Featured New Release Of The Week: The Good Stranger by Dete Meserve

This week we’re diving back into Dete Meserve’s world of strangers doing good deeds. This week, we’ve looking at The Good Stranger by Dete Meserve.

Meserve had the initial draft of this book written roughly a year ago, and she finished the last edits sometime in October 2019 (yes, I asked, due to what I’m about to point out). And in this book, she has a character point blank say that “the next pandemic is not a matter of if, but when”. Notice when I said she finished writing this book. 😉

With Meserve’s own efforts over the last couple of years, and with the focus of this book in particular, I want to use this space to talk about some real world “good strangers”.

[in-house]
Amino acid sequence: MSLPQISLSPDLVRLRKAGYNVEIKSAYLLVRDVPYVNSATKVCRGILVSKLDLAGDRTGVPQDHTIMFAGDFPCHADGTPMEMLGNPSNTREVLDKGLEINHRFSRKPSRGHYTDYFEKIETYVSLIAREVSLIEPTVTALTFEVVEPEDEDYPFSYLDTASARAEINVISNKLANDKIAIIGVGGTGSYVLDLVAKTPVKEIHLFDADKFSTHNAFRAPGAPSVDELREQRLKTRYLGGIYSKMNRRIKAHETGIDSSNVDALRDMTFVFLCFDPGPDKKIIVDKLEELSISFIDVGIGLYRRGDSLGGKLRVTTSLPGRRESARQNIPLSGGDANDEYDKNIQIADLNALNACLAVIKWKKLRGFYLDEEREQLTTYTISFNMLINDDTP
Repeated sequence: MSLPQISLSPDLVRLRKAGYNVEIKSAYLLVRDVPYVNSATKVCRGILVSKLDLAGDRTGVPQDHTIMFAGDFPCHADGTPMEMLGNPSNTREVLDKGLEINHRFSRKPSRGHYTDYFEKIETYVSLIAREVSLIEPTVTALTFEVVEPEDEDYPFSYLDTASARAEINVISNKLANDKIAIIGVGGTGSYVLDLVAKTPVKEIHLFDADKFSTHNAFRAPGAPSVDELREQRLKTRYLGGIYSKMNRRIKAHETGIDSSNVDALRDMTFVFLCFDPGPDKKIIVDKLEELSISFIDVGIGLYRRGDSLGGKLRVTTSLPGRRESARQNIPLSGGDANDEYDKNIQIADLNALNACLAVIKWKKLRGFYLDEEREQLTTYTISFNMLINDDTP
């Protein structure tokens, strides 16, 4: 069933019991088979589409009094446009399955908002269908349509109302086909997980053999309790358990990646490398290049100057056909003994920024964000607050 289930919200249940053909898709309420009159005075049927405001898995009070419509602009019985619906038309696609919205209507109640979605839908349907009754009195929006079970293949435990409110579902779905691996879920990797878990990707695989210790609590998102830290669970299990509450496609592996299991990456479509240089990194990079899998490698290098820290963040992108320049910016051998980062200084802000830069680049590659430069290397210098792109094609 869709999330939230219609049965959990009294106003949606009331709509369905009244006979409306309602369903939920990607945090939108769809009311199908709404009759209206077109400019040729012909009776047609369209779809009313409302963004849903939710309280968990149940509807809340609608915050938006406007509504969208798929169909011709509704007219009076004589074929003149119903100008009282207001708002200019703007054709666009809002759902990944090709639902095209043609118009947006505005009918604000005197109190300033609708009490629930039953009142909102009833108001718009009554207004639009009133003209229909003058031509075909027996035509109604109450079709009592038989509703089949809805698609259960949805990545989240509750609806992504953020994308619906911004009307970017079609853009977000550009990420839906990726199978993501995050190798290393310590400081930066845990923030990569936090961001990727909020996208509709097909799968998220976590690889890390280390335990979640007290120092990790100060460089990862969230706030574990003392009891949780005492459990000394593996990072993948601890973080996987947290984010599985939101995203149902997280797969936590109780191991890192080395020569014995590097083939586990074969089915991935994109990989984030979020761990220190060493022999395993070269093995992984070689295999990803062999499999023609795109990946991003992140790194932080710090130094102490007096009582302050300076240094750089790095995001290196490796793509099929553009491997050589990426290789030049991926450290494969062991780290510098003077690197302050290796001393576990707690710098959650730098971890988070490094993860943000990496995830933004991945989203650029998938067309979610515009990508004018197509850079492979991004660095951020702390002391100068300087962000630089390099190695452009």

The first one I want to highlight is the most personal to me. My parents, and in particular my mom, have been working in their community through their church’s bus ministry for 25 years now. They started when I was barely a teen, and in those early years I was also part of their work, both in reaching out to the community and, in my specific role on Sunday mornings, actually knocking on doors to let the people who had said they would be interested in coming to church with us know that we were there and helping them safely onto the bus. But my mom really is the workhorse here. For 25 years, she has worked among the poorest of our community there within the few mile area of her home. Some of the bigger trailer parks in our County were right there, and they weren’t exactly the most prosperous neighborhoods in town. With the Sole Commissioner’s declarations there over the last decade or so, things have really only gotten worse for many of these people. But my mom does what she can for them. She gives them some form of breakfast every Sunday morning, knowing that for at least some of them, it is the only meal they will have that day. When she sees a need of one of her families for food or clothing or even help paying the utility bills, she has corralled and cajoled the church to getting what those families need. She has damn near gone to war with many a pastor of that church over the years, including one man – whose vision created the bus ministry at that church – who would go on to become President of the Georgia Baptist Convention. The incident a few years ago where 17yo Christopher Roupe was gunned down by a police officer in his trailer as he answered the door when she knocked? I had met Christopher when he was a toddler. He had been one of our bus kids in those early years. But while my mom isn’t a “good stranger” of the sort this book centers on – the people she is helping know exactly who she is and what she represents- she is one of the very “behind the scenes” type heroes that Meserve makes it a point to highlight in this story. If you would like to help fund these efforts, you can go to this site, Click “Give”, then select “Designated” in the “To” drop down. Then, in the note / memo area (just below where you enter your credit card number), enter “bus ministry”.